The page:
Organized at Madison, Wis., and mustered in September 2, 1861. Left State for Washington, D.C., September 21. Attached to King’s Brigade, McDowell’s Division, Army of the Potomac, to March, 1862. 1st Brigade, 3rd Division, 1st Army Corps, Army of the Potomac, to April, 1862. 3rd Brigade, King’s Division, Dept. of the Rappahannock, to June, 1862. 4th Brigade, 1st Division, 3rd Army Corps, Army of Virginia, to September, 1862. 4th Brigade, 1st Division, 1st Army Corps, Army of the Potomac, to June, 1863. 1st Brigade, 1st Division, 1st Army Corps, to March, 1864. 1st Brigade, 4th Division, 5th Army Corps, to August, 1864. 3rd Brigade, 3rd Division, 5th Army Corps, to September, 1864. 1st Brigade, 3rd Division, 5th Army Corps, to July, 1865.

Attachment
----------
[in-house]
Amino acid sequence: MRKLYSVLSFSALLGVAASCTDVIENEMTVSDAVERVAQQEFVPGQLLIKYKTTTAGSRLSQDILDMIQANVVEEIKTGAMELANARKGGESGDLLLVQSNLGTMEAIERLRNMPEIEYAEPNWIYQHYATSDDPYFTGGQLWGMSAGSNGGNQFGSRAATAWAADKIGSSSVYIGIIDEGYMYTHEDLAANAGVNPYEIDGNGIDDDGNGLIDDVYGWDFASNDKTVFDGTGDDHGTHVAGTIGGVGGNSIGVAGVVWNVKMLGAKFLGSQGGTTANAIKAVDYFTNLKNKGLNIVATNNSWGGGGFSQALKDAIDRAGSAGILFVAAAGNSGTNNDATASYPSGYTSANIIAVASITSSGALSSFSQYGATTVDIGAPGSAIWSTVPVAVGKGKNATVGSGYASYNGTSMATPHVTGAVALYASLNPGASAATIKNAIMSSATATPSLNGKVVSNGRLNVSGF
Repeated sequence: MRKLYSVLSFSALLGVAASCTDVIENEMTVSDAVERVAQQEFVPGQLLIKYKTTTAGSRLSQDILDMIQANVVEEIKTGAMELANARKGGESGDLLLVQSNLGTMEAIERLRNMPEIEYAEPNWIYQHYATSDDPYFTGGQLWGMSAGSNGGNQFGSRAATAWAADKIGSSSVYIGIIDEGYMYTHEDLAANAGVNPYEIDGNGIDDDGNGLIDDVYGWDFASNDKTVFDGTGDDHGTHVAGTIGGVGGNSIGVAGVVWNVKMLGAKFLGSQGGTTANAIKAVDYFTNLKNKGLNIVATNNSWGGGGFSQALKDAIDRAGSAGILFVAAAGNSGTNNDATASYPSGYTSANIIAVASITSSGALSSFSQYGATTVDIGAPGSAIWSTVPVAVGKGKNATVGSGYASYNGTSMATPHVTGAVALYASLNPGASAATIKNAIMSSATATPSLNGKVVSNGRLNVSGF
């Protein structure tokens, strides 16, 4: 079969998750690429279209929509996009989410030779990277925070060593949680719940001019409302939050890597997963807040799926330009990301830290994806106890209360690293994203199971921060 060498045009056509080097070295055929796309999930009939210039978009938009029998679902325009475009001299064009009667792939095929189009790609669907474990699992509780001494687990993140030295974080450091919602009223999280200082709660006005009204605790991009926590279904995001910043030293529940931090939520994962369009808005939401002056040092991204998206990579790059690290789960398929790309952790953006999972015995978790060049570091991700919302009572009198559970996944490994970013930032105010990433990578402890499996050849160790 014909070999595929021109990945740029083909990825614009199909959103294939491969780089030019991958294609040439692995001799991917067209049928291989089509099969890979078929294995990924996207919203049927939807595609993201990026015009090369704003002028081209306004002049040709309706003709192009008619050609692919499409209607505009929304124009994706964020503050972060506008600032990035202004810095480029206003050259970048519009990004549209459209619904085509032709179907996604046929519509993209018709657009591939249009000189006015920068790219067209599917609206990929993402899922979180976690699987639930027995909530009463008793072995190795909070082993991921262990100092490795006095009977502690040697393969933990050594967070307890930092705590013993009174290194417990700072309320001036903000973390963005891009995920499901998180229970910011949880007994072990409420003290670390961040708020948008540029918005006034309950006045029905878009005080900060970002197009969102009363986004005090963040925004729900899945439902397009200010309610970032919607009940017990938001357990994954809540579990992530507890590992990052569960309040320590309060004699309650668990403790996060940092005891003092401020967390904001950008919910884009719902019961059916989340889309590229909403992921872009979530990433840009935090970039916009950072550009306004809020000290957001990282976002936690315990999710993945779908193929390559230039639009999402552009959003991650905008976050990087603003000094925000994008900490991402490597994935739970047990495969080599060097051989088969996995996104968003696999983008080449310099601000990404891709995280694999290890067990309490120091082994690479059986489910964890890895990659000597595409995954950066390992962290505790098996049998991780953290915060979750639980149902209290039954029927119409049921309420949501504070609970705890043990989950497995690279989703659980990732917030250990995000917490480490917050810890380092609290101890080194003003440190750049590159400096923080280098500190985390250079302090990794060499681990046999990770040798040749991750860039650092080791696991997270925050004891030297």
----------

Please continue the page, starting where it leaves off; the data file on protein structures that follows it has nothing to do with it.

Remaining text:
SERVICE.–Duty in the Defenses of Washington, D. C., until March, 1862. Advance on Manassas, Va., March 10-16. Advance to Falmouth, Va., April 9-19. Duty at Falmouth and Fredericksburg until August. McDowell’s advance on Richmond May 25-29. Operations against Jackson June 2-11. Reconnaissance to Orange Court House July 24-27. Expedition to Frederick’s Hall Station and Spotsylvania Court House August 5-8. Thornburg’s Mills or Massaponax Church August 5-6. Battle of Cedar Mountain August 9. Pope’s Campaign in Northern Virginia August 16-September 2. Fords of the Rappahannock August 21-23. Catlett’s Station August 22. Gainesville August 28. Battles of Groveton August 29; Bull Run August 30; Chantilly September 1 (Reserve). Maryland Campaign September 6-22. Battles of South Mountain September 14; Antietam September 16-17. At Sharpsburg, Md., to October 30. Movement to Falmouth, Va.. October 30-November 22. Battle of Fredericksburg, Va., December 12-15. “Mud March” January 20-24, 1863. At Belle Plain until April 27. Chancellorsville Campaign April 27-May 6. Operations at Pollock’s Mill Creek April 29-May 2. Fitzhugh’s Crossing April 29-30. Battle of Chancellorsville May 2-5. Gettysburg (Pa.) Campaign June 11-July 24. Battle of Gettysburg July 1-3. Pursuit of Lee to Manassas Gap, Va., July 5-24. Duty on line of the Rappahannock and Rapidan until October. Bristoe Campaign October 9-22. Haymarket October 19. Advance to line of the Rappahannock November 7-8. Mine Run Campaign November 26-December 2. Campaign from the Rapidan to the James River May 4-June 15, 1864. Battles of the Wilderness May 5-7; Laurel Hill May 8; Spotsylvania May 8-12; Spotsylvania Court House May 12-21. Assault on the Salient, “Bloody Angle,” May 12. North Anna River May 23-26. Jericho Ford May 23. On line of the Pamunkey May 26-28. Totopotomoy May 28-31. Cold Harbor June 1-12. Bethesda Church June 1-3. Before Petersburg June 16-18. Siege of Petersburg June 16, 1864, to April 2, 1865. Weldon Railroad August 18-21, 1864. Boydton Plank Road, Hatcher’s Run, October 27-28. Dabney’s Mills, Hatcher’s Run, February 5-7, 1865. Appomattox Campaign March 28-April 9. Lewis Farm, near Gravelly Run, March 28. Boydton and White Oak Roads March 30-31. Five Forks April 1. Fall of Petersburg April 2. Appomattox Court House April 9. Surrender of Lee and his army. Moved to Washington, D.C., May. Grand Review May 23. Moved to Louisville, Ky., June 16 and mustered out July 2, 1865. Regiment lost during service 10 Officers and 271 Enlisted men killed and mortally wounded and 143 Enlisted men by disease. Total 424.